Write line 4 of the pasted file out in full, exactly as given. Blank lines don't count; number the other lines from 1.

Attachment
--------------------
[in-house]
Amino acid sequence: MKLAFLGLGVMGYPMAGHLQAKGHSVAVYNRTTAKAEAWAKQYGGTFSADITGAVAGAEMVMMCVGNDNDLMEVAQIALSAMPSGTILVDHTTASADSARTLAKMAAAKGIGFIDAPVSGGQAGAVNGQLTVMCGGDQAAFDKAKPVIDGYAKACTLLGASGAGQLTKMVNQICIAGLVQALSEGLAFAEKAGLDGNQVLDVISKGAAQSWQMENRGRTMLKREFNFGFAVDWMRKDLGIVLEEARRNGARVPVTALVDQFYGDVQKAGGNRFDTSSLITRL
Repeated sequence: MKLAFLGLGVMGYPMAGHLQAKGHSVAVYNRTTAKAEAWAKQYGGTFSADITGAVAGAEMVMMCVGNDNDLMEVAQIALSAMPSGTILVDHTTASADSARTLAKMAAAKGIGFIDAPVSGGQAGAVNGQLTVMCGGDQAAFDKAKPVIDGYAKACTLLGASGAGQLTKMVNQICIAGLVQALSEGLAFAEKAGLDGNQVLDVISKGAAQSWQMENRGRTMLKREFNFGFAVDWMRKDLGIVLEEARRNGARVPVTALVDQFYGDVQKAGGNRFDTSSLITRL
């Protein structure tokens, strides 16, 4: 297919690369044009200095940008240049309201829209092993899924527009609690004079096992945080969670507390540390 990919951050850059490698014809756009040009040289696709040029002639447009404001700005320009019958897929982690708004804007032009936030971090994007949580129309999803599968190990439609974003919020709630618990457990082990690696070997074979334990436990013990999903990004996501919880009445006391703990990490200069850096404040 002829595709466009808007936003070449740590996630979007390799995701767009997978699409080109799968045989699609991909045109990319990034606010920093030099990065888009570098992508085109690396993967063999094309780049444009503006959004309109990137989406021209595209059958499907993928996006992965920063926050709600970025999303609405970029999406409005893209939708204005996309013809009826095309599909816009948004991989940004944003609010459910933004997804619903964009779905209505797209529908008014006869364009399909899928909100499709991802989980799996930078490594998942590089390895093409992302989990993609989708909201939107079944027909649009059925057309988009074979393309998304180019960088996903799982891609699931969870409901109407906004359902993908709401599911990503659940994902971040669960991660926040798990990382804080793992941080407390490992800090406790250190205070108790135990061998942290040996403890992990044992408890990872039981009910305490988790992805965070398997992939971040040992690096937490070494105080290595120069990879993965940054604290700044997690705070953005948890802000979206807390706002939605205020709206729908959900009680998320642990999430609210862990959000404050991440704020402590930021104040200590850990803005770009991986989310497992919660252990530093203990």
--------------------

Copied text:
């Protein structure tokens, strides 16, 4: 297919690369044009200095940008240049309201829209092993899924527009609690004079096992945080969670507390540390 990919951050850059490698014809756009040009040289696709040029002639447009404001700005320009019958897929982690708004804007032009936030971090994007949580129309999803599968190990439609974003919020709630618990457990082990690696070997074979334990436990013990999903990004996501919880009445006391703990990490200069850096404040 002829595709466009808007936003070449740590996630979007390799995701767009997978699409080109799968045989699609991909045109990319990034606010920093030099990065888009570098992508085109690396993967063999094309780049444009503006959004309109990137989406021209595209059958499907993928996006992965920063926050709600970025999303609405970029999406409005893209939708204005996309013809009826095309599909816009948004991989940004944003609010459910933004997804619903964009779905209505797209529908008014006869364009399909899928909100499709991802989980799996930078490594998942590089390895093409992302989990993609989708909201939107079944027909649009059925057309988009074979393309998304180019960088996903799982891609699931969870409901109407906004359902993908709401599911990503659940994902971040669960991660926040798990990382804080793992941080407390490992800090406790250190205070108790135990061998942290040996403890992990044992408890990872039981009910305490988790992805965070398997992939971040040992690096937490070494105080290595120069990879993965940054604290700044997690705070953005948890802000979206807390706002939605205020709206729908959900009680998320642990999430609210862990959000404050991440704020402590930021104040200590850990803005770009991986989310497992919660252990530093203990």